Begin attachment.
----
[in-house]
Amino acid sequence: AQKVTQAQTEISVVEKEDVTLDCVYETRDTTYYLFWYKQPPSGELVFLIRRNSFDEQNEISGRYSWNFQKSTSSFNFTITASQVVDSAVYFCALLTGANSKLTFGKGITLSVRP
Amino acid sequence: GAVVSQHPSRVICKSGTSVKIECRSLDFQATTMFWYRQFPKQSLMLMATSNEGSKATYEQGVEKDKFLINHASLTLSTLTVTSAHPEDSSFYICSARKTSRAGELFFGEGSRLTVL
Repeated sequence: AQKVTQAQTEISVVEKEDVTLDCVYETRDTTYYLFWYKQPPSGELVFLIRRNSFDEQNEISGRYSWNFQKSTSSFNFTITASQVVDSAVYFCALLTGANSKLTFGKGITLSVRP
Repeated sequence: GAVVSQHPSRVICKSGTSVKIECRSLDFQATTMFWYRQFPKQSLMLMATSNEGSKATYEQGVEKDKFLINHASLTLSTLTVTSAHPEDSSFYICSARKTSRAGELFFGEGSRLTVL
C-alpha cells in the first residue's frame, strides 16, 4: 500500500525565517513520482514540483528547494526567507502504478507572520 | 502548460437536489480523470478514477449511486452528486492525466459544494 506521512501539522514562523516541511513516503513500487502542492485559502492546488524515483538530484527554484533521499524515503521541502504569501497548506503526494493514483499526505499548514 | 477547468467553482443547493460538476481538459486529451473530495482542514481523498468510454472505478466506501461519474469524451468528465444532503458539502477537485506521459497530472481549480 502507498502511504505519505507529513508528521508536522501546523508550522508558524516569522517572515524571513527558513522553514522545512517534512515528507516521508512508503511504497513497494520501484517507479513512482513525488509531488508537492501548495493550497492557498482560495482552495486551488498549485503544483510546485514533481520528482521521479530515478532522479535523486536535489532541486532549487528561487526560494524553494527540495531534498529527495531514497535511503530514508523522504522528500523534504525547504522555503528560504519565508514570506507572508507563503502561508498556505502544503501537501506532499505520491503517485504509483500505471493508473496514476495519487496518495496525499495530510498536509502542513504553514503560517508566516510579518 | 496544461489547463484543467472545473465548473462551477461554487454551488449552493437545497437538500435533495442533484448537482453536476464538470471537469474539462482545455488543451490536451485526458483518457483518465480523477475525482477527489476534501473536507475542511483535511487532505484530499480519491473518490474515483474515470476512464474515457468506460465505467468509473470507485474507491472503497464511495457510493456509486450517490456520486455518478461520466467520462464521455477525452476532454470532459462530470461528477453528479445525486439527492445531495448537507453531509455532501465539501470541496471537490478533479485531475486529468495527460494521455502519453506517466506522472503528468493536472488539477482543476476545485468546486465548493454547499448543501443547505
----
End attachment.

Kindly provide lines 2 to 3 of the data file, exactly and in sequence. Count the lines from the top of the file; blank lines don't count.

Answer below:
Amino acid sequence: AQKVTQAQTEISVVEKEDVTLDCVYETRDTTYYLFWYKQPPSGELVFLIRRNSFDEQNEISGRYSWNFQKSTSSFNFTITASQVVDSAVYFCALLTGANSKLTFGKGITLSVRP
Amino acid sequence: GAVVSQHPSRVICKSGTSVKIECRSLDFQATTMFWYRQFPKQSLMLMATSNEGSKATYEQGVEKDKFLINHASLTLSTLTVTSAHPEDSSFYICSARKTSRAGELFFGEGSRLTVL